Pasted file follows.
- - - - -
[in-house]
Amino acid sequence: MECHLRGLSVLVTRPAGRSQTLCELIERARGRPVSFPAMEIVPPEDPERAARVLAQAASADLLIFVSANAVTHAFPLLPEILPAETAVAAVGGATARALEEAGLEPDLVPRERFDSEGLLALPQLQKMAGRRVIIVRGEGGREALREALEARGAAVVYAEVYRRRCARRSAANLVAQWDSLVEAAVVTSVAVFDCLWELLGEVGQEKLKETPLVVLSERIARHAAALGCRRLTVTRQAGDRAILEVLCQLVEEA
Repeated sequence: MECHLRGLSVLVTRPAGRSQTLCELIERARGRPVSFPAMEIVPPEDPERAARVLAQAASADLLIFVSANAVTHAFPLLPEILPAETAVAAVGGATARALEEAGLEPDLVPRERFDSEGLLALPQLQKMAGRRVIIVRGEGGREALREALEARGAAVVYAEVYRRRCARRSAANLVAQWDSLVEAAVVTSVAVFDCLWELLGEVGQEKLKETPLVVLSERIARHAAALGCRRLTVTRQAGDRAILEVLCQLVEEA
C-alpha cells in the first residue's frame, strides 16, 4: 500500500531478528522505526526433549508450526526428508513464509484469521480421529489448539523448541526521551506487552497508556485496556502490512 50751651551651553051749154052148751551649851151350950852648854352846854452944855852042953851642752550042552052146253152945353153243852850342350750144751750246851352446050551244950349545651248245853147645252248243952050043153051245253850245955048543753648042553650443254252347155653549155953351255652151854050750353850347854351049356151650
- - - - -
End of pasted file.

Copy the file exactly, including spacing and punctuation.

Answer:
[in-house]
Amino acid sequence: MECHLRGLSVLVTRPAGRSQTLCELIERARGRPVSFPAMEIVPPEDPERAARVLAQAASADLLIFVSANAVTHAFPLLPEILPAETAVAAVGGATARALEEAGLEPDLVPRERFDSEGLLALPQLQKMAGRRVIIVRGEGGREALREALEARGAAVVYAEVYRRRCARRSAANLVAQWDSLVEAAVVTSVAVFDCLWELLGEVGQEKLKETPLVVLSERIARHAAALGCRRLTVTRQAGDRAILEVLCQLVEEA
Repeated sequence: MECHLRGLSVLVTRPAGRSQTLCELIERARGRPVSFPAMEIVPPEDPERAARVLAQAASADLLIFVSANAVTHAFPLLPEILPAETAVAAVGGATARALEEAGLEPDLVPRERFDSEGLLALPQLQKMAGRRVIIVRGEGGREALREALEARGAAVVYAEVYRRRCARRSAANLVAQWDSLVEAAVVTSVAVFDCLWELLGEVGQEKLKETPLVVLSERIARHAAALGCRRLTVTRQAGDRAILEVLCQLVEEA
C-alpha cells in the first residue's frame, strides 16, 4: 500500500531478528522505526526433549508450526526428508513464509484469521480421529489448539523448541526521551506487552497508556485496556502490512 50751651551651553051749154052148751551649851151350950852648854352846854452944855852042953851642752550042552052146253152945353153243852850342350750144751750246851352446050551244950349545651248245853147645252248243952050043153051245253850245955048543753648042553650443254252347155653549155953351255652151854050750353850347854351049356151650